Although she admitted to being nervous about the starts, she noted,
"My ponies have always been really good at that. They watch the
flag, too, and they see the flag go down, and they're smart, and they
Steering was another hurdle that Hampton learned to overcome--especially
after the wire, when some ponies make a beeline for the barn. "And
at the end of the race, ou don't know where to turn," she pointed
out. "You think, 'Well, I could turn this way, or I could turn
that way...and by the time you've started, you've already run into the
Last spring, Hampton also began riding the immortal Garfield, one of
the most cherished ponies on the circuit and one that has been handed
down from family to family. Now 14 or 15, the grey gelding--who has
a reputation for being tough to hold--is apparently still up to his
old tricks. "Garfield is very sweet on the ground. And you can
ride him around your house, but you don;t want to race him up a hill
or anything!" she warned.
At first, learning to handle
this legend was a bit of a challenge, Hampton confessed. "I didn't
know what he was going to do, because I'd never raced him before. I
didn't know what to expect!" But before long, he two where best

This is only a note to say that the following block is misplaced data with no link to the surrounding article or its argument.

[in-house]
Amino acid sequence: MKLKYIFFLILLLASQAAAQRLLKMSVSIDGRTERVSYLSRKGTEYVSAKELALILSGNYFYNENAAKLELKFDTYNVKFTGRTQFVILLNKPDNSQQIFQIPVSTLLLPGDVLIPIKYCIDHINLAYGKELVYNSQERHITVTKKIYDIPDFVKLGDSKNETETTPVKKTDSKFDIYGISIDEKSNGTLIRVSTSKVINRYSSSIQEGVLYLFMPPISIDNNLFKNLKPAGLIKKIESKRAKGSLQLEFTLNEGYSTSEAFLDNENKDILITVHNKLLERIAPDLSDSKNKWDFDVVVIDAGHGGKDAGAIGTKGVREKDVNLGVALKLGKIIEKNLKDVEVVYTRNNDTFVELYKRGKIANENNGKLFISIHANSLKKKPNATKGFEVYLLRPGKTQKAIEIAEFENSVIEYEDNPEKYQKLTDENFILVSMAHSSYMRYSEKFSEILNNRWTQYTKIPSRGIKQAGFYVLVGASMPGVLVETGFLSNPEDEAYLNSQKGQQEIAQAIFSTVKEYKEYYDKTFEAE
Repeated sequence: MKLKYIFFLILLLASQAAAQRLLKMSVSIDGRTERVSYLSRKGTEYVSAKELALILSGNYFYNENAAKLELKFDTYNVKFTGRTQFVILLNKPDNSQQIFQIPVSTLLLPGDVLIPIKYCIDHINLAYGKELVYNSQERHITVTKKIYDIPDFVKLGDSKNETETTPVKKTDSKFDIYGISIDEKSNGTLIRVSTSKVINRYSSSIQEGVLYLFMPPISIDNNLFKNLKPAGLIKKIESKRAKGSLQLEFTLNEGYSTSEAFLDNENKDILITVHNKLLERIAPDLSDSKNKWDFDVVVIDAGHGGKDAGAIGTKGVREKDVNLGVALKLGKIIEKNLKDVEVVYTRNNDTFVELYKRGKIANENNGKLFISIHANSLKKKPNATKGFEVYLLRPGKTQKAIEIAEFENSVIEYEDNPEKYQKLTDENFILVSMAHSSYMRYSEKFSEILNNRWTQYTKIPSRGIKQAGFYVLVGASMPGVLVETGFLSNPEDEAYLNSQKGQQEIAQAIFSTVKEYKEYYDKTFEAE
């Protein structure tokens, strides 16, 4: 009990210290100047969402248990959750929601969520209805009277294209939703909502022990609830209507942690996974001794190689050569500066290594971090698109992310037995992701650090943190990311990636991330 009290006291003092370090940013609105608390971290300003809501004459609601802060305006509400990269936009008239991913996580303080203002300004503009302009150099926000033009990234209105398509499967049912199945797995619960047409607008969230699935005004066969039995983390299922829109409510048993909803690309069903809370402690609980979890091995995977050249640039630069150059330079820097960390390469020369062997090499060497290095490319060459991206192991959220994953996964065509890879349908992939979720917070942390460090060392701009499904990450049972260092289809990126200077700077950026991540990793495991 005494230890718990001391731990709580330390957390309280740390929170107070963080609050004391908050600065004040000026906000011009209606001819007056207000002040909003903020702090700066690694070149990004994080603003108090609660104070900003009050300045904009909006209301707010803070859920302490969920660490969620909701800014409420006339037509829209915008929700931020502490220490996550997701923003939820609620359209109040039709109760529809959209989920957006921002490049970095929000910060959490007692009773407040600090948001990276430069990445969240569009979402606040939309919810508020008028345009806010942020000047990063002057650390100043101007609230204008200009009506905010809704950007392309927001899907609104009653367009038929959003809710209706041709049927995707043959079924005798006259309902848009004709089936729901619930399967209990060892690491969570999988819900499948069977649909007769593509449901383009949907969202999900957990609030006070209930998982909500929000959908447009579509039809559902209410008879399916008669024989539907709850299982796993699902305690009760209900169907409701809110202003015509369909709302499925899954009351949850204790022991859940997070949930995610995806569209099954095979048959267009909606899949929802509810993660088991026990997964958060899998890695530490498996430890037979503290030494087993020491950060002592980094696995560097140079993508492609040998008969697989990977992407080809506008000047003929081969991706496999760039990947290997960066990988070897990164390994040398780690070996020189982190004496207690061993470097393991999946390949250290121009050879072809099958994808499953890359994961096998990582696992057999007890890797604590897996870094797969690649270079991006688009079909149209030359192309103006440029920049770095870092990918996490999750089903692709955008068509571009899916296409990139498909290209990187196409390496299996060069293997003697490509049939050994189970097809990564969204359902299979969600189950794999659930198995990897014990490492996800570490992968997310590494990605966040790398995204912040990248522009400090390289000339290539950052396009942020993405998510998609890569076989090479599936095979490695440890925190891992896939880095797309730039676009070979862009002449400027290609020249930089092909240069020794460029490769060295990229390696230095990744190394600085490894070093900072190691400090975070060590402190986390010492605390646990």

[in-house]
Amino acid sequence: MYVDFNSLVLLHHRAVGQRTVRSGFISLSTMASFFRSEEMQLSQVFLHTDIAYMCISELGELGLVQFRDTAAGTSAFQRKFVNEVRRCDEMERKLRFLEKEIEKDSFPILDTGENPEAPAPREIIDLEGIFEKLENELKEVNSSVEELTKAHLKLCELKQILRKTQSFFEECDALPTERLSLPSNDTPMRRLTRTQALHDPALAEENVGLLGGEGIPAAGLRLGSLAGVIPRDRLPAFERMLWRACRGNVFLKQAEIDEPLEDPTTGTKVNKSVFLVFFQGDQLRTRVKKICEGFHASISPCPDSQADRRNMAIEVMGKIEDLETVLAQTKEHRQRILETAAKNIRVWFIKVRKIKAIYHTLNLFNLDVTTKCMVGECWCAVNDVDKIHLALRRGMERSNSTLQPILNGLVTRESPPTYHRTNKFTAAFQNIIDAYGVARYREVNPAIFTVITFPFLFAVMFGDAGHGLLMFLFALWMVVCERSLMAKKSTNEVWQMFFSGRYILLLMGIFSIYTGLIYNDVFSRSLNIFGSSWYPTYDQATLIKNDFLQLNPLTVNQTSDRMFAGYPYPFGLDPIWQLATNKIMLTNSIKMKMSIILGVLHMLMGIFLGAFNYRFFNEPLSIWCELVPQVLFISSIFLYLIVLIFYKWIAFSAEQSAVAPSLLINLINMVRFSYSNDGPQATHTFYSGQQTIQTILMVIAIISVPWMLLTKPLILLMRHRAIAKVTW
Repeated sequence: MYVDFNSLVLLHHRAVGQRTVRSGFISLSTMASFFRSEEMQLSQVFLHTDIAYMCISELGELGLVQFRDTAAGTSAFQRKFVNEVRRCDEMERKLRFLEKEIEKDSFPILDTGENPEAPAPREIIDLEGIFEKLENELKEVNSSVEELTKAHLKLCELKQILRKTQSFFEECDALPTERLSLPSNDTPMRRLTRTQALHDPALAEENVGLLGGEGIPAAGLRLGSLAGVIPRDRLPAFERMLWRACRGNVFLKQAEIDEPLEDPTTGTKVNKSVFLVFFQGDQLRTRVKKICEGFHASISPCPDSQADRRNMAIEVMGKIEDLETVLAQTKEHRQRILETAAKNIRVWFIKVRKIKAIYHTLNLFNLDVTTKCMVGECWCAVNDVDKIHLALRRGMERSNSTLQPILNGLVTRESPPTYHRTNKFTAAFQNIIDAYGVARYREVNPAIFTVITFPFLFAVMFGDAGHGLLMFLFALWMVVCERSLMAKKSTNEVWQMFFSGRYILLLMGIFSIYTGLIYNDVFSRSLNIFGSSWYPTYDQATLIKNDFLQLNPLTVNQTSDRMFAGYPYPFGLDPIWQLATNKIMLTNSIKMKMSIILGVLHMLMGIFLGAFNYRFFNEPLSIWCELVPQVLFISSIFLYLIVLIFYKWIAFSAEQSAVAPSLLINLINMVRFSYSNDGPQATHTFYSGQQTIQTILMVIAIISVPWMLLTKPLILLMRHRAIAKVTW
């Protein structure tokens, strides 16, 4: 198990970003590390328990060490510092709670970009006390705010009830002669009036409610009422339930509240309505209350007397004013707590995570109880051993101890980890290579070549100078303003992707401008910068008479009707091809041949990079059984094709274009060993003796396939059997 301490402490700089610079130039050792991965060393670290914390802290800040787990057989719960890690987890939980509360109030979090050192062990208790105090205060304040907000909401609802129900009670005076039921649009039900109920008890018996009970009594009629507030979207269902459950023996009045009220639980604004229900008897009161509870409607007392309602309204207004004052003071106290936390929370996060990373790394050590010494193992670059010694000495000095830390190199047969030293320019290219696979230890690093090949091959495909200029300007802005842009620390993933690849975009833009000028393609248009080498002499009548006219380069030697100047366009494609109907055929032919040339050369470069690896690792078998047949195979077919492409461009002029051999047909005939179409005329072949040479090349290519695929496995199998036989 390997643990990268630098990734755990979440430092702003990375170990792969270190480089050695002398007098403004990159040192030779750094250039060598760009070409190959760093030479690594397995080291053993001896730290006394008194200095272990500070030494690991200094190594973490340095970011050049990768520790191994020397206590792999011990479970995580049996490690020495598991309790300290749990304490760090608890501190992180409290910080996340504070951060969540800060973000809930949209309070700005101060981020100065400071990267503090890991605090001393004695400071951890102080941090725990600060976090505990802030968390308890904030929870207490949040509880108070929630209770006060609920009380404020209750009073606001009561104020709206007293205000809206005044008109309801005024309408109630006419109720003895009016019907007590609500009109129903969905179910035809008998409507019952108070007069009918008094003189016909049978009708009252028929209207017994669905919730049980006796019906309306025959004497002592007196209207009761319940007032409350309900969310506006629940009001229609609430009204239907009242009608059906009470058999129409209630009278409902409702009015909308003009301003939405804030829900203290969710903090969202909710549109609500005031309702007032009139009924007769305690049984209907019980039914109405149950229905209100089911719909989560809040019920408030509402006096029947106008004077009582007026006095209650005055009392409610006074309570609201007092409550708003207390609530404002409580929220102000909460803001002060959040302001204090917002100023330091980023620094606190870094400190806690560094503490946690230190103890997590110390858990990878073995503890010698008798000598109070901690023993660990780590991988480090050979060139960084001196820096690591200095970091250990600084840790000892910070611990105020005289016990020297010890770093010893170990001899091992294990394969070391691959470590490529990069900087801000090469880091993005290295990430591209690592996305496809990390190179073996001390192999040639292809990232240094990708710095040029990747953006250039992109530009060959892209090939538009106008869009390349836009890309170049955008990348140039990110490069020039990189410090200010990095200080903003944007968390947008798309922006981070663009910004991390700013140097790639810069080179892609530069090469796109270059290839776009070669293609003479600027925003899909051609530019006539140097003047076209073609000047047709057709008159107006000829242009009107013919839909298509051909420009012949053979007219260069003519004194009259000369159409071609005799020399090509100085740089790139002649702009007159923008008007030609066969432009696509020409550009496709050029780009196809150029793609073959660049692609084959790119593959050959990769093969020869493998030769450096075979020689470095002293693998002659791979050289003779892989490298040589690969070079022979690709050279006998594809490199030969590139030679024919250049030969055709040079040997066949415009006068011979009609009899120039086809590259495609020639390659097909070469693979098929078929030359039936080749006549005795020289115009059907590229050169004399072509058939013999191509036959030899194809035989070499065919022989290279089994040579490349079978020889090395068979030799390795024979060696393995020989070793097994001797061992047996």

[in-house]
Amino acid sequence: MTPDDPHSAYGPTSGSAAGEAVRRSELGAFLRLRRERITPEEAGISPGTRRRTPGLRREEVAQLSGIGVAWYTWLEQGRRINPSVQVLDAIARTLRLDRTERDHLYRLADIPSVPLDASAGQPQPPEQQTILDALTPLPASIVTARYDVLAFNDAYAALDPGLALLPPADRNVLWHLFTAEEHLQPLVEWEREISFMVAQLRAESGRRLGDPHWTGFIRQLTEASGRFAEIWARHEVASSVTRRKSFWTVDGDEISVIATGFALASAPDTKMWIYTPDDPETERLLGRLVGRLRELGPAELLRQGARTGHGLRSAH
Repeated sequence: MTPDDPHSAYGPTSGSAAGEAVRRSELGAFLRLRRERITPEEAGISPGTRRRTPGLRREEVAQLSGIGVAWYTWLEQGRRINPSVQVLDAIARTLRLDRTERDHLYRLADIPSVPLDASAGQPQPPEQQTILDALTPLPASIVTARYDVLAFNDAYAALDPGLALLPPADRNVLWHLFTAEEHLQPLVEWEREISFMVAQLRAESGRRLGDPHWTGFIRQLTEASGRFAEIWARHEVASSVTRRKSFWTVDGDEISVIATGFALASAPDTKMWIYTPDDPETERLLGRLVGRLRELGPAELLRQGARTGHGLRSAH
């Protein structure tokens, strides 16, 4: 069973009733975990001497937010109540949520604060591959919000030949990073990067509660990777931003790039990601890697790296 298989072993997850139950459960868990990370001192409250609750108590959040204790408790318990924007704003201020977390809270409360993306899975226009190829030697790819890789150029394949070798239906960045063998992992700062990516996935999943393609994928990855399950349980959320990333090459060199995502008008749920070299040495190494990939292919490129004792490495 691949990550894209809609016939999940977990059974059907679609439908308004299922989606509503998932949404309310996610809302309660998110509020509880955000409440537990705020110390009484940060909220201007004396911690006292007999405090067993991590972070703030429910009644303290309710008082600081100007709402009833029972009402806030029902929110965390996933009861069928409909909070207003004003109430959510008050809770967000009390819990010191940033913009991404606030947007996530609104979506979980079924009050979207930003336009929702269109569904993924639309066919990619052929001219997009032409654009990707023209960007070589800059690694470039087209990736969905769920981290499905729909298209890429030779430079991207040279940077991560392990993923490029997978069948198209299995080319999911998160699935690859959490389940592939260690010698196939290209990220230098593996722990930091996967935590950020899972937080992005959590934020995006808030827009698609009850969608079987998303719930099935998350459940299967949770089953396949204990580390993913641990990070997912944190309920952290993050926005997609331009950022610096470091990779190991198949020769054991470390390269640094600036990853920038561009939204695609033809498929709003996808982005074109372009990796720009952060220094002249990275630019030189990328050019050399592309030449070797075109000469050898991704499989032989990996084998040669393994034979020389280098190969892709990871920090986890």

Pony racing has certainly given Hampton her share of thrills--and spills.
Her biggest fall came two years ago, in the winner's circle of the Howard
County Iron Bridge Point-to-Point. Without warning, Angel in Disguise
reared up, dropping Hampton and breaking her ankle. "She has really
sensitive ears," the young rider explained. "We were right
next to a loudspeaker, and it was blaring!"
As a result of her injuries, Hampton was grounded for three long months.
"I was even out of school for 2 or 3 weeks," she said. "I
had to have a really big splint, and I couldn't get in the car!"
Since the accident occured at the start of the point-to-point season,
it was decided that sister Jennifer would finish the season of Hampton's
pony, as well as her own. They were fit and ready to go, and the result